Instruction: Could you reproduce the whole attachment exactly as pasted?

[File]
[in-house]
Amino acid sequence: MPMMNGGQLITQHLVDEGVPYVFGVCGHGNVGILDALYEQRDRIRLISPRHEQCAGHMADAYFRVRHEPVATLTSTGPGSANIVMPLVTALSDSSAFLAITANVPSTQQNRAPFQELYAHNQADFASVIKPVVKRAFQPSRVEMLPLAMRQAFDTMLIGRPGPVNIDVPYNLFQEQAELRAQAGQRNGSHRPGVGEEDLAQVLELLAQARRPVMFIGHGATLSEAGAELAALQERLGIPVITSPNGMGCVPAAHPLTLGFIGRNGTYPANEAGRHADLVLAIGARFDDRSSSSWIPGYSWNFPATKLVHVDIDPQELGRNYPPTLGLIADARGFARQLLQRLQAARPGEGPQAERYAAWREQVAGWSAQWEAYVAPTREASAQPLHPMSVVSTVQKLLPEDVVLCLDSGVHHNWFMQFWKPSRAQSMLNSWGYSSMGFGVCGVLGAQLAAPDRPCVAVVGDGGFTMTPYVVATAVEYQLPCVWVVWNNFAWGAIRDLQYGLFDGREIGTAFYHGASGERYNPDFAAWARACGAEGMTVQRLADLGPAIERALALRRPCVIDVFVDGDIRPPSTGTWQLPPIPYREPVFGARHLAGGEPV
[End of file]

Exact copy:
[in-house]
Amino acid sequence: MPMMNGGQLITQHLVDEGVPYVFGVCGHGNVGILDALYEQRDRIRLISPRHEQCAGHMADAYFRVRHEPVATLTSTGPGSANIVMPLVTALSDSSAFLAITANVPSTQQNRAPFQELYAHNQADFASVIKPVVKRAFQPSRVEMLPLAMRQAFDTMLIGRPGPVNIDVPYNLFQEQAELRAQAGQRNGSHRPGVGEEDLAQVLELLAQARRPVMFIGHGATLSEAGAELAALQERLGIPVITSPNGMGCVPAAHPLTLGFIGRNGTYPANEAGRHADLVLAIGARFDDRSSSSWIPGYSWNFPATKLVHVDIDPQELGRNYPPTLGLIADARGFARQLLQRLQAARPGEGPQAERYAAWREQVAGWSAQWEAYVAPTREASAQPLHPMSVVSTVQKLLPEDVVLCLDSGVHHNWFMQFWKPSRAQSMLNSWGYSSMGFGVCGVLGAQLAAPDRPCVAVVGDGGFTMTPYVVATAVEYQLPCVWVVWNNFAWGAIRDLQYGLFDGREIGTAFYHGASGERYNPDFAAWARACGAEGMTVQRLADLGPAIERALALRRPCVIDVFVDGDIRPPSTGTWQLPPIPYREPVFGARHLAGGEPV